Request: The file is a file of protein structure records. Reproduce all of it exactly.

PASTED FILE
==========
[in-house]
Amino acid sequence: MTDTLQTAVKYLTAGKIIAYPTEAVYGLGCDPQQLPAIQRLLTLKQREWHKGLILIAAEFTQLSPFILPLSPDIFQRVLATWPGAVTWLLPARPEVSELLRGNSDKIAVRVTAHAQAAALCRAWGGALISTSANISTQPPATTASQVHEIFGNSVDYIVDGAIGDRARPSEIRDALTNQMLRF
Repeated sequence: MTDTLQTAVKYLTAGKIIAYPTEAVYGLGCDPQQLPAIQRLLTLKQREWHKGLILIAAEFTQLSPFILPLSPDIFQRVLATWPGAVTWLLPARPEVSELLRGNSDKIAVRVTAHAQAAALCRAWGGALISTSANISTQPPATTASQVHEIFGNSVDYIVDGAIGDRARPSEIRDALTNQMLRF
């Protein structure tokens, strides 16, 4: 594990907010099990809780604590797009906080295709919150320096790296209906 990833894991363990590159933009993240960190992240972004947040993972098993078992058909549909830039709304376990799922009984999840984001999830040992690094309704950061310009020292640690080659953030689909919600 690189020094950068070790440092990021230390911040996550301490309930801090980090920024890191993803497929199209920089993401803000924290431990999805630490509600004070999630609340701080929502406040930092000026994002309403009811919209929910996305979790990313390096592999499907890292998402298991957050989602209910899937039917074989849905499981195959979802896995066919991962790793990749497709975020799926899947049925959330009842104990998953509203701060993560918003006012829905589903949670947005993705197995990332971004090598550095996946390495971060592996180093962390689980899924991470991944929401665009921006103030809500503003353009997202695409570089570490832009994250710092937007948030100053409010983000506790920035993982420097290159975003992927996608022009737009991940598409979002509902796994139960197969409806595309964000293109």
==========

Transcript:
[in-house]
Amino acid sequence: MTDTLQTAVKYLTAGKIIAYPTEAVYGLGCDPQQLPAIQRLLTLKQREWHKGLILIAAEFTQLSPFILPLSPDIFQRVLATWPGAVTWLLPARPEVSELLRGNSDKIAVRVTAHAQAAALCRAWGGALISTSANISTQPPATTASQVHEIFGNSVDYIVDGAIGDRARPSEIRDALTNQMLRF
Repeated sequence: MTDTLQTAVKYLTAGKIIAYPTEAVYGLGCDPQQLPAIQRLLTLKQREWHKGLILIAAEFTQLSPFILPLSPDIFQRVLATWPGAVTWLLPARPEVSELLRGNSDKIAVRVTAHAQAAALCRAWGGALISTSANISTQPPATTASQVHEIFGNSVDYIVDGAIGDRARPSEIRDALTNQMLRF
């Protein structure tokens, strides 16, 4: 594990907010099990809780604590797009906080295709919150320096790296209906 990833894991363990590159933009993240960190992240972004947040993972098993078992058909549909830039709304376990799922009984999840984001999830040992690094309704950061310009020292640690080659953030689909919600 690189020094950068070790440092990021230390911040996550301490309930801090980090920024890191993803497929199209920089993401803000924290431990999805630490509600004070999630609340701080929502406040930092000026994002309403009811919209929910996305979790990313390096592999499907890292998402298991957050989602209910899937039917074989849905499981195959979802896995066919991962790793990749497709975020799926899947049925959330009842104990998953509203701060993560918003006012829905589903949670947005993705197995990332971004090598550095996946390495971060592996180093962390689980899924991470991944929401665009921006103030809500503003353009997202695409570089570490832009994250710092937007948030100053409010983000506790920035993982420097290159975003992927996608022009737009991940598409979002509902796994139960197969409806595309964000293109």